Dalton woman sentenced to life in prison for killing her father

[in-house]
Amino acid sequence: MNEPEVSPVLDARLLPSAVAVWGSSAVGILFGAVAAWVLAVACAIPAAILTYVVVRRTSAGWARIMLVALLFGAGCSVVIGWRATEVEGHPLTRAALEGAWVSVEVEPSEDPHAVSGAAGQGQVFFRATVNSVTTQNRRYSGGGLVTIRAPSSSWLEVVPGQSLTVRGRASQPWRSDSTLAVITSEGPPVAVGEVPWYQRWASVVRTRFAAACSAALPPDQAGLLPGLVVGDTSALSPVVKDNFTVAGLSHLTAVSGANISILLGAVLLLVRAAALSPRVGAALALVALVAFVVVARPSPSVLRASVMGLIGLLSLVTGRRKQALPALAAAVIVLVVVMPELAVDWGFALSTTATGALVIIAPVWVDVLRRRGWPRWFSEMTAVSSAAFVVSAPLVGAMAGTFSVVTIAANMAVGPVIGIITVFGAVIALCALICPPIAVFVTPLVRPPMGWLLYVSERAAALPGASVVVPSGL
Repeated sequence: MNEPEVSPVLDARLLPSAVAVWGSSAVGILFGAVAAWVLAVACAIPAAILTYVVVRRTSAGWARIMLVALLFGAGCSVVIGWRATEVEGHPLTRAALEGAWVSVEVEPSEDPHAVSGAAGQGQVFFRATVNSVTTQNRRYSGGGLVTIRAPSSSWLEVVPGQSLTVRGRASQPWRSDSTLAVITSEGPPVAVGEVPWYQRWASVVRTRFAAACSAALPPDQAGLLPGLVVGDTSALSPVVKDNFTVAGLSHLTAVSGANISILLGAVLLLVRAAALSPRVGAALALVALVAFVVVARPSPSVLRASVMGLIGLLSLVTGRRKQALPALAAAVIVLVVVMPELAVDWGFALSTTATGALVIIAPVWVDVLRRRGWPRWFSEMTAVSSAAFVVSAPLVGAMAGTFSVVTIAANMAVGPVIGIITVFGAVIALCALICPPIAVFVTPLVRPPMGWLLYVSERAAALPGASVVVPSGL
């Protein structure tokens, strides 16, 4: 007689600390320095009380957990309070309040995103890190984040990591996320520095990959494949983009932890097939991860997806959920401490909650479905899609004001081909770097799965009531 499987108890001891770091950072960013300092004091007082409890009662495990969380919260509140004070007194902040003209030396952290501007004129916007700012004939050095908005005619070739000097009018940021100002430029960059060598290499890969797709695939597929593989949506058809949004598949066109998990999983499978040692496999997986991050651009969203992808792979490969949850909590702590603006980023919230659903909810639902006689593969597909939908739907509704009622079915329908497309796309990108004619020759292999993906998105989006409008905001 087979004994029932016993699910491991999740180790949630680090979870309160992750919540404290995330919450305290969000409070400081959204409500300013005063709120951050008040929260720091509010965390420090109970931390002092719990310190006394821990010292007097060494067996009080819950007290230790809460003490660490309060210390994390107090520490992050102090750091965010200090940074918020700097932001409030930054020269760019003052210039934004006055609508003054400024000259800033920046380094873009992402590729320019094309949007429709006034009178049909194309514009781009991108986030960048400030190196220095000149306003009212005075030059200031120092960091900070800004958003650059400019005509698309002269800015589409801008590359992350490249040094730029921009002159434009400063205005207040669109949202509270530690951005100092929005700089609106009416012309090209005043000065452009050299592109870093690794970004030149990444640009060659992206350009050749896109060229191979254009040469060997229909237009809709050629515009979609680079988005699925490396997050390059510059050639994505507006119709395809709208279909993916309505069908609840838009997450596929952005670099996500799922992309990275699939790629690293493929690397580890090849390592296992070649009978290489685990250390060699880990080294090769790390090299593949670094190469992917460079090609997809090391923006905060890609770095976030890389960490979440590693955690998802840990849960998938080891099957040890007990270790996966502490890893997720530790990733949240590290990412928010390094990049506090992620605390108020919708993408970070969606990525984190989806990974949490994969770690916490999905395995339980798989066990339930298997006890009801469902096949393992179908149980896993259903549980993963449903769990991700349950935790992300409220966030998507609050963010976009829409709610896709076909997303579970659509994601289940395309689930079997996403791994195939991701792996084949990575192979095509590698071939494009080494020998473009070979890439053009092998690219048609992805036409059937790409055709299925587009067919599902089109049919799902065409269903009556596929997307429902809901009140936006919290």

Hannah Celese Henderson (26), formerly of 4045 S. Dixie Highway, Dalton, entered a guilty plea today before Superior Court Judge Jim Wilbanks and was sentenced to life in prison for the murder of her father, George Henderson, on the evening of October 13, 2018. Henderson pled guilty to felony murder predicated on family violence aggravated assault. Felony murder exists when a person is killed as a result of an intentional violent felony, regardless of whether the defendant intended specifically to cause the death. The aggravated assault charge merged into the murder charge for sentencing purposes. Henderson will have to serve 30 years from the date of her arrest on October 14, 2018 before becoming eligible for parole. Henderson was represented by Natalie Glaser, head of the Public Defender’s Office for Whitfield and Murray Counties. The case was investigated by Detective Dwayne Holmes of the Whitfield County Sheriff’s Office and received significant media attention because of claims that Henderson made on a recorded 911 telephone call that she had shot her father after walking into his bedroom and catching him touching her one-year-old son’s penis. Recorded 911 calls are generally released upon request even as they relate to ongoing investigations and can give false impression about a case before the rest of the investigative details become public. Detective Holmes investigation revealed that the allegation was most likely false although it becomes very difficult if not impossible to prove a negative – that is to prove that something did not happen. Investigators and prosecutors working on the case did not believe the allegations for a variety of reasons. The shooting took place on the other end of the house, nowhere near the bedroom where the touching was alleged to have occurred and the shooting occurred a good bit later in the evening than the alleged touching. During the investigation, the Defendant admitted that she had accused her father of molesting her son two days earlier without evidence and based on nothing more than a feeling. As she was questioned about what led up to the shooting, her version of events shifted towards self-defense and away from provocation as initially alleged. At her guilty plea, Henderson retracted the allegation, stating to Judge Wilbanks that “it was a lie then and it is a lie now.” Henderson expressed remorse for her actions and stated that her father never did anything like that or anything at all to deserve what she did to him. Detective Holmes’ investigation further revealed that George Henderson was shot twice in the head and that the Defendant was standing behind her father both times. The first shot was to the back of the head near the base of the skull and was a contact wound. That is, the muzzle of the weapon, a Ruger LCP .380 caliber pistol, was directly touching the victim’s skin when the Defendant pulled the trigger. The first shot passed below the victim’s skull and the bullet exited through his left cheek bone. Mr. Henderson was standing in the hallway facing towards the kitchen when shot and fell to the ground where a good bit of blood pooled before he was able to move again. The bullet was recovered near the doorway between the kitchen and living room. Somehow he managed to get into the kitchen and was standing at or leaning on the kitchen table when the Defendant shot him a second time. The Defendant again stood behind her father and this time reached around with her right hand and shot her father in the right temple area. The second shot was near contact, meaning that the muzzle of the gun was approximately 1-3 inches away from the victim’s temple when the trigger was pulled. The second shot went through the front part of George Henderson’s brain, killing him instantly. The bullet was recovered at autopsy. At sentencing, Henderson did not offer an explanation for why she had shot her father but stated that she was an addict and not a monster and that she understood the pain that she had caused to so many people and was sorry for what she had done. Henderson had a history of substance abuse problems although no significant criminal history. Her father had allowed her and her son to move in with him and was trying to help her when he died. In addition to providing her a place to live, he had provided her with a car and with a food truck so that she could earn an income. As part of the negotiated plea agreement, Henderson agreed to execute two legal documents. One to surrender her parental rights so that a member of the family could adopt her son and the second to waive any right she might have to inherit from her father’s estate. George law would have prohibited such inheritance and her sentence will keep her in custody until her son is an adult but it is hoped that the legal documents will make it easier and faster to settle the estate and complete the adoption.